Role of arousal states in susceptibility to accept misinformation
Ari Sudan Tiwari
Defence Institute of Psychological Research, Delhi, India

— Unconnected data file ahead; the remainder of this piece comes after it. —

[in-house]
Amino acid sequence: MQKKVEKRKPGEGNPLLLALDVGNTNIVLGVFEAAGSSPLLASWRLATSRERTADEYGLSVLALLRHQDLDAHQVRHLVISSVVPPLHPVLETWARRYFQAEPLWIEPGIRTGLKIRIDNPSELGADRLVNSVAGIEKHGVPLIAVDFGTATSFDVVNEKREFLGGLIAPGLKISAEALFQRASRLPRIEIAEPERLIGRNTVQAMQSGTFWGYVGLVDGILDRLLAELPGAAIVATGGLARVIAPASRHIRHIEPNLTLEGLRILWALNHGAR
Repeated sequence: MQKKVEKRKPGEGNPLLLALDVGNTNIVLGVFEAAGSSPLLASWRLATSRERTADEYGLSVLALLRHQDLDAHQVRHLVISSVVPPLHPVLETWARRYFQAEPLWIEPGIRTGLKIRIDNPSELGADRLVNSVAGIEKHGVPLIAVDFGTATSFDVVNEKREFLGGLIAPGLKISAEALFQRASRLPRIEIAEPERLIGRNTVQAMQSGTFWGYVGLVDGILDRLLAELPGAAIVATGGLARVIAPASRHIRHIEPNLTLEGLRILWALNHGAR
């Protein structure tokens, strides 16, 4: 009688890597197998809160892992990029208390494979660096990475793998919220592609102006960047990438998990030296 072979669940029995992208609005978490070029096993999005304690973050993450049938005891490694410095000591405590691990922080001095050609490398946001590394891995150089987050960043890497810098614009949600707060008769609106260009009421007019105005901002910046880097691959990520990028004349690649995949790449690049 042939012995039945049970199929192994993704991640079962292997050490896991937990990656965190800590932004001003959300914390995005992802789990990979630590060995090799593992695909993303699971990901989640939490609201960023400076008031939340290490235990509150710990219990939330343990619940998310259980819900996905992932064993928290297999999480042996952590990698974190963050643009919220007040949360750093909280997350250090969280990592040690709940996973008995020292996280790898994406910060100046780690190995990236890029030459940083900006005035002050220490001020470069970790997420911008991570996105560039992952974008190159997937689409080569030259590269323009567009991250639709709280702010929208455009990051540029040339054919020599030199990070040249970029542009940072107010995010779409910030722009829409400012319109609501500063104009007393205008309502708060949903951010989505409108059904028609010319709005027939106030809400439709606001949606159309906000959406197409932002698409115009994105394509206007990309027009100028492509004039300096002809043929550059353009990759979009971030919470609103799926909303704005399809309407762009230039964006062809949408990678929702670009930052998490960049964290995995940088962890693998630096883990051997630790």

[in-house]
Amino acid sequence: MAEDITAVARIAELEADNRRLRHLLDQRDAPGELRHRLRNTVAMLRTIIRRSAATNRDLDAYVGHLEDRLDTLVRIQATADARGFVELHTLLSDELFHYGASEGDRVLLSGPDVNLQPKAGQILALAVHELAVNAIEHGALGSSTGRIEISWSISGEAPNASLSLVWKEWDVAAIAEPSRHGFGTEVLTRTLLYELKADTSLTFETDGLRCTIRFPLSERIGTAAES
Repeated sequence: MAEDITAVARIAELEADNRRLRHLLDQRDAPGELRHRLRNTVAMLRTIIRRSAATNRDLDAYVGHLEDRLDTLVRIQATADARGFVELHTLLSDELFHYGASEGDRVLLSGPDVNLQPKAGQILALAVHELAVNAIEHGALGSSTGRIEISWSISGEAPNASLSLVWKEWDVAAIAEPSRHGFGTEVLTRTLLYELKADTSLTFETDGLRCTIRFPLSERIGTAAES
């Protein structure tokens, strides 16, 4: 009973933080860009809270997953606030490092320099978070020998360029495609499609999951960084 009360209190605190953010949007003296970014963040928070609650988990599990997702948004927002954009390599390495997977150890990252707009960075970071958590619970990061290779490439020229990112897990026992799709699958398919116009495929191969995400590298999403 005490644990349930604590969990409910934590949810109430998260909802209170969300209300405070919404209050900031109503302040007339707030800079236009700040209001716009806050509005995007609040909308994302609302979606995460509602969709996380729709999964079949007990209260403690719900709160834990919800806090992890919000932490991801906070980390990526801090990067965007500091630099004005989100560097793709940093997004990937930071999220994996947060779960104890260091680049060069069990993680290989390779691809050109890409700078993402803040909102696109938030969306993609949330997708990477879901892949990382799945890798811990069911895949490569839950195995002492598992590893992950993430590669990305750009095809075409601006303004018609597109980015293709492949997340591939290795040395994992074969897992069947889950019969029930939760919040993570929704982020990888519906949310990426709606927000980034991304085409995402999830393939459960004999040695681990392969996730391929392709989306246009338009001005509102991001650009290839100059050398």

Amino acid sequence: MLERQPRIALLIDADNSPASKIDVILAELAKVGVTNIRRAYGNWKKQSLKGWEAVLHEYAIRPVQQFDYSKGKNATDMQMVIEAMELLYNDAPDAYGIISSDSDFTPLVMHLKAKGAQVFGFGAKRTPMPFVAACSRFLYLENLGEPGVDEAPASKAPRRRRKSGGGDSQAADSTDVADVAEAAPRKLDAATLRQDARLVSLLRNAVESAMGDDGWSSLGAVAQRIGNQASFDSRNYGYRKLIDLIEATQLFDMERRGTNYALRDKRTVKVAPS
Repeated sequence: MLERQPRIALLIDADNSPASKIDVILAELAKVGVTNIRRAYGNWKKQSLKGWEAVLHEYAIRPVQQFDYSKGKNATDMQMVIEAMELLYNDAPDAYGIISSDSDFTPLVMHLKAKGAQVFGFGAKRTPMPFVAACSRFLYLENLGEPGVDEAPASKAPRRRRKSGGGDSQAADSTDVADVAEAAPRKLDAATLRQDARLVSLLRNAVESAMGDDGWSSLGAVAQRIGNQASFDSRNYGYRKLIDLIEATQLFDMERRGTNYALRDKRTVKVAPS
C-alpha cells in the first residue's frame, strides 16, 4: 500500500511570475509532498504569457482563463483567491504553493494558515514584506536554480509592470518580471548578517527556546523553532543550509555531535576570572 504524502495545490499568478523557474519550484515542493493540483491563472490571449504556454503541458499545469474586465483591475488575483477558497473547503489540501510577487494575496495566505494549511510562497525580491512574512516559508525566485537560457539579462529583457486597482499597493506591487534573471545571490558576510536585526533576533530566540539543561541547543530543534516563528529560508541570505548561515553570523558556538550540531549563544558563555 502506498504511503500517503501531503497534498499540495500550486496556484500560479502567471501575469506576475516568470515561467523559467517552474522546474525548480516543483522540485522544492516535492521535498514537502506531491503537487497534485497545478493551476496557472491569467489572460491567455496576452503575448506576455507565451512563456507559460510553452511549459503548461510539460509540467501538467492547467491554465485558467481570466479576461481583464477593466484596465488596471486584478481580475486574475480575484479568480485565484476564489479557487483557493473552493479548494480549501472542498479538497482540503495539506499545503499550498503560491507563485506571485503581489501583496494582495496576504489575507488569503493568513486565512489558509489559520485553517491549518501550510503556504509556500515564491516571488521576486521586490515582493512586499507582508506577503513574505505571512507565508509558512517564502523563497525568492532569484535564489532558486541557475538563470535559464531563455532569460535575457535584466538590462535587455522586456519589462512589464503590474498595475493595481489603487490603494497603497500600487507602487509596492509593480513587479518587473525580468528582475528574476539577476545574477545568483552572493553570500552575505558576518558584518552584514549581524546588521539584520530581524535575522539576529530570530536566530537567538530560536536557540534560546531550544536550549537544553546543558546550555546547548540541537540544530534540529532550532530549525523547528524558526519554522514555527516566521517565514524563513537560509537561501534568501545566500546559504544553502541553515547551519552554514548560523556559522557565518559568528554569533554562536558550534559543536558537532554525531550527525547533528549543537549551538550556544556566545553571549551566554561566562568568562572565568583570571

The fragile nature of eyewitness memory makes the witnesses susceptible to various sources of post event information. Many factors of individual differences further moderate the impact of misinformation. The experiment reported here attempts to explore the effects of post event information on recognition accuracy of witnessed events, as moderated by the arousal states of energetic arousal, tense arousal, hedonic tone and anger/frustration. Experiment used those participants who scored high on four arousal states and average on rest of the three arousal states. Participants viewed a video clip, depicting a murder, followed by presentation of one week delayed post event information and recognition test for details of the event. Results indicated that participants who were misled retained less number of details of the event than did the participants who were given either consistent or no post event information. High scorer energetic arousal and hedonic tone participants retained more details of the event than did the high scorer tense arousal and anger/frustration participants under all the three post event information conditions. However, high tense arousal and anger/frustration participants’ eyewitness retention dropped more sharply when they were given misleading post event information in comparison to the high energetic arousal and hedonic tone participants. Thus, results of the study indicated a moderating effect of post event information by the arousal states.